PARIS (Reuters) - France has passed messages to Hezbollah and Israel to not destabilise the United Nations' Lebanon peacekeeping force UNIFIL and said that any broadening of the Hamas-Israel war to Lebanon would plunge the country "into an abyss".
France has sought to use its historical relationship with Lebanon to try to defuse tensions between Israel and Iran-backed Hezbollah, but violence has spiked. Some 700 French soldiers are part of the UN Interim Force in Lebanon (UNIFIL) established in 1978 following violence on the Israel-Lebanon border.
"It is clear that we must not put UNIFIL in an untenable situation in which it will not be able to carry out the mission that the United Nations has given it," Defence Minister Sebastien Lecornu told France Info radio.
"This is the message we are sending to the various actors, on the Lebanese side as well as on the Israeli side."
Speaking after meeting the French contingent in Lebanon and ahead of a much-anticipated speech by Hezbollah leader Sayyed Hassan Nasrallah on Friday, Lecornu said all of Lebanon's leaders needed to understand the risk of going to war.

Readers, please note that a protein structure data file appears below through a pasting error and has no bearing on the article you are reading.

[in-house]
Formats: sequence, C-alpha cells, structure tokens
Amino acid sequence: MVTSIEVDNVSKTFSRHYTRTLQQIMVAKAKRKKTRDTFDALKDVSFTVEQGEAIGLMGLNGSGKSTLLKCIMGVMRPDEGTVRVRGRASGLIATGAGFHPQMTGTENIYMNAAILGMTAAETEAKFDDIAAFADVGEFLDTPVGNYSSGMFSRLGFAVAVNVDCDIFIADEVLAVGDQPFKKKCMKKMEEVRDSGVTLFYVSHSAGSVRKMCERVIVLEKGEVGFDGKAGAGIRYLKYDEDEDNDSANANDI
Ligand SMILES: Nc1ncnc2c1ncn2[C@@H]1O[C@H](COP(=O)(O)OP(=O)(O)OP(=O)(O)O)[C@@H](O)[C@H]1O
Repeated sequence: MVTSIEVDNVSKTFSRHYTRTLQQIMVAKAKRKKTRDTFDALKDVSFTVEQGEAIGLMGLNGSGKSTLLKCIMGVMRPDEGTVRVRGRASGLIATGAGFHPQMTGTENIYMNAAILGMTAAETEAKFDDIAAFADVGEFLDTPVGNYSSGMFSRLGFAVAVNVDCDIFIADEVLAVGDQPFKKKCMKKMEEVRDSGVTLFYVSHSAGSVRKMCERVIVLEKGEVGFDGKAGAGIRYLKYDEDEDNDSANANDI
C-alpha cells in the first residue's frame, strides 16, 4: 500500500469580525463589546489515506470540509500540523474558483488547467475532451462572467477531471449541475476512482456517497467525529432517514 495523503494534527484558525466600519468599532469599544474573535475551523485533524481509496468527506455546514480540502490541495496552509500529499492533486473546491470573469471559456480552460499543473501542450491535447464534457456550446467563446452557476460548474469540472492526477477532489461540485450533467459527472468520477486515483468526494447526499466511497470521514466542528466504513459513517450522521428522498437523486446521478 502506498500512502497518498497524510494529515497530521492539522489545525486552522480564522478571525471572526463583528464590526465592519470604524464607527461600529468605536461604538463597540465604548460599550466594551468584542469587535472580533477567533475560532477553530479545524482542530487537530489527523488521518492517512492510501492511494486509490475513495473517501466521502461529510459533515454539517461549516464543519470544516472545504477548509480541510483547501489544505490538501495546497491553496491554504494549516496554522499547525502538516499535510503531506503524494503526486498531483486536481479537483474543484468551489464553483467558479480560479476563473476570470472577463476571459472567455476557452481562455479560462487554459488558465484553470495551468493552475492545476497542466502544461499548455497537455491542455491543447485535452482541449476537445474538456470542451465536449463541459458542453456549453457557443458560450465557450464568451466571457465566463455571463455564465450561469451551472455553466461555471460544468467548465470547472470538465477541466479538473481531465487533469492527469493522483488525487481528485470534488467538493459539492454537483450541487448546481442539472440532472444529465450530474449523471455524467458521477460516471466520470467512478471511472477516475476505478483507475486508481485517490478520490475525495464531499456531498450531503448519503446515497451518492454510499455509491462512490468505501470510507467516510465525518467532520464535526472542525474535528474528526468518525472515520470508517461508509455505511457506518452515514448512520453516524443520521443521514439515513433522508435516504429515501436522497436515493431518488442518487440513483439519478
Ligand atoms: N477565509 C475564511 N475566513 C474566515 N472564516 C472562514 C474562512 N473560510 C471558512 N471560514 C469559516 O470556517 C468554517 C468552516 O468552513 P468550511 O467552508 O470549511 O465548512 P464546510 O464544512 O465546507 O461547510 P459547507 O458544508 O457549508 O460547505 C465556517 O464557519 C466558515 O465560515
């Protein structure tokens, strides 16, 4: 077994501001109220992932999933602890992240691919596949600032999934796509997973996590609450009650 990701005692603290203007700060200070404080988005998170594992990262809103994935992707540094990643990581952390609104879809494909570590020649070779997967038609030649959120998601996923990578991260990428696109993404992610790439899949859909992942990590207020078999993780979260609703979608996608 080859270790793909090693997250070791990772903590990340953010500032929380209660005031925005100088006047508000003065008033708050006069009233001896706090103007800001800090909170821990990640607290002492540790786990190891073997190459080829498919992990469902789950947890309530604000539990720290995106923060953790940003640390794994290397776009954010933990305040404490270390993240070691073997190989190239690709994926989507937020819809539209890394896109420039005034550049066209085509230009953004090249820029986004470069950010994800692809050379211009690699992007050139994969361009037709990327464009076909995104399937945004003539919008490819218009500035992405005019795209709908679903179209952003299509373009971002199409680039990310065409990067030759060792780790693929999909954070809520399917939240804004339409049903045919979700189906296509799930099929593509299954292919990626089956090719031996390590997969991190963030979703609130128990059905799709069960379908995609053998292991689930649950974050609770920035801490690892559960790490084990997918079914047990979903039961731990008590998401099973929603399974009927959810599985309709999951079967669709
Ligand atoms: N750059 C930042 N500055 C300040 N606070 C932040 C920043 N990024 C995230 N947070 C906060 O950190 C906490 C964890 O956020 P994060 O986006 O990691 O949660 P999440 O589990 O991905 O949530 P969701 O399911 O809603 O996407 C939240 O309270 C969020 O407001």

"The war here in Lebanon would plunge part of the Middle East into an abyss, into an abyss which we would have difficulty collectively to get back up from," Lecornu said.
President Emmanuel Macron appointed a former foreign minister Jean-Yves Le Drian in June to try to come up with a method to convince Lebanon's political elite to put rivalries aside and appoint a new head of state after more than a year of blockage to carry out economic reforms and unlock vital foreign aid.
However, that has led to nowhere.
"It's clear that in the difficulties we are experiencing, not having a contact person for over a year now makes no sense. This weakens Lebanon even more," Lecornu said.
Hezbollah has been exchanging fire with Israeli forces across the Israeli-Lebanese border since the Palestinian militant group Hamas and Israel went to war on Oct. 7, in the deadliest violence at the frontier since a 2006 war.
(Reporting by John Irish; editing by Grant McCool)